This construct was assessed by the Psychological Capital Questionnaire (PCQ-12; Avey et al., 2011), adapted from the PCQ-24 scale (Luthans et al., 2007). The scale consists of 12 items with four dimensions (self-efficacy, measured with three items; hope, measured with four items; resilience, measured with three items; and optimism, assessed by two items (i.e., “I look on the bright side of things regarding this situation”; optimism). Participants were asked to rate each of the statements using a Likert scale ranging from 0 (strongly disagree) to 5 (strongly agree).
In- and Extra-Role Performance
This variable was assessed by six items included in the HERO (HEalthy and Resilient Organizations) questionnaire (Salanova et al., 2012), adapted from Goodman and Svyantek’s (1999) scale. Two different dimensions (in-role performance and extra-role performance) were considered, with three items in each (i.e., “He/she helps other employees with their work when they have been absent”; extra-role performance). Participants’ supervisors and employees were asked to rate each of the statements individually using a Likert scale ranging from 0 (strongly disagree/never) to 6 (strongly agree/always).
In order to obtain data about their personal experiences with the program, participants were asked to respond to the following question during the last coaching session: “What specific positive outcomes (if any) did you gain from participating in this program?” The use of an open-question methodology is an important point in this study because it allows the participants to determine which issues they consider most beneficial (Grant and Hartley, 2014).
Different data analyses were conducted. First, internal consistencies (Cronbach’s alpha), descriptive analysis, and inter-correlations among the study variables were calculated. Then, one-factor Analyses of Variance (ANOVA) were performed, using SPSS, to discover whether there were significant differences between the executives and middle managers within the EX at the three evaluation times (PRE, POST, and FUP). Next, the same analyses were applied to examine whether there were significant differences in the study variables between the EX and WL prior to the intervention.
In order to test the effects of the intervention program, data were analyzed using 2 × 2 repeated-measures ANOVA, consisting of one between-subjects factor (group: EX, WL) and one within-subjects factor (time: Time 1; T1, and Time 2; T2). In this comparison, T1 refers to the first pre-intervention assessment for both EX and WL, whereas T2 refers to the post-intervention assessment for EX and the second pre-intervention assessment for WL, just before this group starts the program. The FUP time factor could not be considered when comparing the two groups. For organizational reasons, the WL had completed the intervention before the EX filled out the FUP assessment.
For supervisors’ data, the same analyses were performed as in the self-reported data. However, for the employees’ data, because responses were not identifiable, 2 × 2 repeated-measures could not be performed, and so univariate analysis was applied to employees’ scores to examine interaction effects by comparing the whole means between T1-T2 for each group (EX and WL) separately.
Moreover, once the WL group had completed the intervention program, paired-sample t-tests were carried out for the whole intervention group (EX and WL; N = 37) to test for differences between PRE, POST, and FUP time factors. In this comparison, T1 referred to the PRE assessment for the EX, whereas T2 referred to the PRE assessment for the WL, that is, the evaluation applied just before this latter group started the intervention. For these analyses, both self-reported and supervisors’ scores were used. Next, to test for differences in employees’ scores across the three time factors, univariate analyses were performed.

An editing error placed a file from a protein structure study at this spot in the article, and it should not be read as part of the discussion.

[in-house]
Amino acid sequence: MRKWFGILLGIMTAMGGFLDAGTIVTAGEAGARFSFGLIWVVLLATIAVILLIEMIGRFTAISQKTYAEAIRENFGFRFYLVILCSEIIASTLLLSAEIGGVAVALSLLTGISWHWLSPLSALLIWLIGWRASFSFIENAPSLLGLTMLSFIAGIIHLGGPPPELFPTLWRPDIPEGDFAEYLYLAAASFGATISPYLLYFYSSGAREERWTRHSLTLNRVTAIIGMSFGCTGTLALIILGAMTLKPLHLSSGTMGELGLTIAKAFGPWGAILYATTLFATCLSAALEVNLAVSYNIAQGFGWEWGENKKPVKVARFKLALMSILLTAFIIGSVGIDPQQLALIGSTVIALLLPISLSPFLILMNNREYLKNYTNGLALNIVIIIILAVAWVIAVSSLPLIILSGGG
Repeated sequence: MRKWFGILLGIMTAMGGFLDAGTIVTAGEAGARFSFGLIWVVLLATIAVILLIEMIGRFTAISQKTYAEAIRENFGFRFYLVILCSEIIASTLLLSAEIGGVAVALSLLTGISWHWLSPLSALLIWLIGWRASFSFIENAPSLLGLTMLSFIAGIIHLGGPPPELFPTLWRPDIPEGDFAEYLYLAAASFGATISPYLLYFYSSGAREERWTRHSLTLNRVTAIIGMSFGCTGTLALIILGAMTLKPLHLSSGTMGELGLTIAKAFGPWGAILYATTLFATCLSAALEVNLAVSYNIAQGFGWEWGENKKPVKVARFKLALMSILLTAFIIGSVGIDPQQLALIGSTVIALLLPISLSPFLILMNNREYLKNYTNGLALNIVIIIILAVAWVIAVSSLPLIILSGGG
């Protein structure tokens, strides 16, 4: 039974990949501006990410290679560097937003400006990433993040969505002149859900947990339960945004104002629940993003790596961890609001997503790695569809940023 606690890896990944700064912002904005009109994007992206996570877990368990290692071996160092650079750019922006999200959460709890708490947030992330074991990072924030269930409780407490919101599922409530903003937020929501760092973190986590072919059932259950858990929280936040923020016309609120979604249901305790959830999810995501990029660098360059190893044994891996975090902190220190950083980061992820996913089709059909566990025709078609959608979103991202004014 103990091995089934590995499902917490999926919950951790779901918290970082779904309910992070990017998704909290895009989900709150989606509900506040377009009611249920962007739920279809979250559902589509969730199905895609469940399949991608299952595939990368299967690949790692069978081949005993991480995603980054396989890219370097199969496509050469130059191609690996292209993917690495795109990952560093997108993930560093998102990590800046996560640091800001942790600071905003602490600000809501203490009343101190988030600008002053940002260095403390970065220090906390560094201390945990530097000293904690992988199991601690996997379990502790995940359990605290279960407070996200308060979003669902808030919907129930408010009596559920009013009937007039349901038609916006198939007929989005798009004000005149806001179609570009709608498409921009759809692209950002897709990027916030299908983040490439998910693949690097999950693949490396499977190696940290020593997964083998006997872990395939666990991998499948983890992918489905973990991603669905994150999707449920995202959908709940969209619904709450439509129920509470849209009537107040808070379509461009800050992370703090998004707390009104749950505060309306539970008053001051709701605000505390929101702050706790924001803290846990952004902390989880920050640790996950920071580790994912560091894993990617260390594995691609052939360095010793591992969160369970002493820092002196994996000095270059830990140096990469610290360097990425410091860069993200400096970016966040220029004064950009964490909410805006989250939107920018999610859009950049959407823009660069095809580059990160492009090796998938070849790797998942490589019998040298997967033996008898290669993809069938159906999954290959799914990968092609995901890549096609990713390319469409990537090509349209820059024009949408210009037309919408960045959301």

Following Cohen (1988), eta squared in the repeated-measures ANOVA and Cohen’s d as a measure of effect sizes (small effect = 0.1–0.3; moderate or intermediate effect = 0.3–0.5; large effect = > 0.5) in paired-sample t-tests were estimated, in addition to t-test comparisons between groups.
Finally, qualitative data on the outcomes of the intervention program were analyzed using the interpretive content analysis, proposed for coding texts into categories and counting the frequencies in each category (Ahuvia, 2001). This method is used to analyze categories and obtain conclusions based on a previous theoretical framework (Denecke and Nejdl, 2009). First, each leader’s response was carefully analyzed and incorporated into a database. Next, responses were systematically classified and grouped according to thematic content. At this stage, a construction of themes emerged for the whole group of participants. Finally, the frequency of each emerging theme was estimated.
Means, standard deviations, internal consistencies (Cronbach’s alpha), and correlations among the study variables for PRE, POST and FUP intervention scores are shown in Table 2 for self-reported scores, Table 3 for supervisors’ scores, and Table 4 for employees’ scores. Next, one-factor ANOVA results showed that there were no significant differences in self-reported variables between the executives and middle managers in the EX at the PRE intervention time [coaching-based leadership skills: F(1,24) = 0.31; p = 0.58, ns; PsyCap: F(1,24) = 1.92; p = 0.18, ns; work engagement: F(1,24) = 0.17; p = 0.68, ns]. Moreover, one-factor ANOVA results comparing the EX and WL revealed no significant differences between the two groups on the same variables at PRE intervention [coaching-based leadership skills: F(1,40) = 0.24; p = 0.88, ns; PsyCap: F(1,40) = 0.41; p = 0.53, ns; work engagement: F(1,40) = 0.86; p = 0.36]. With these results, we proceeded to carry out the study with both groups included in the same sample.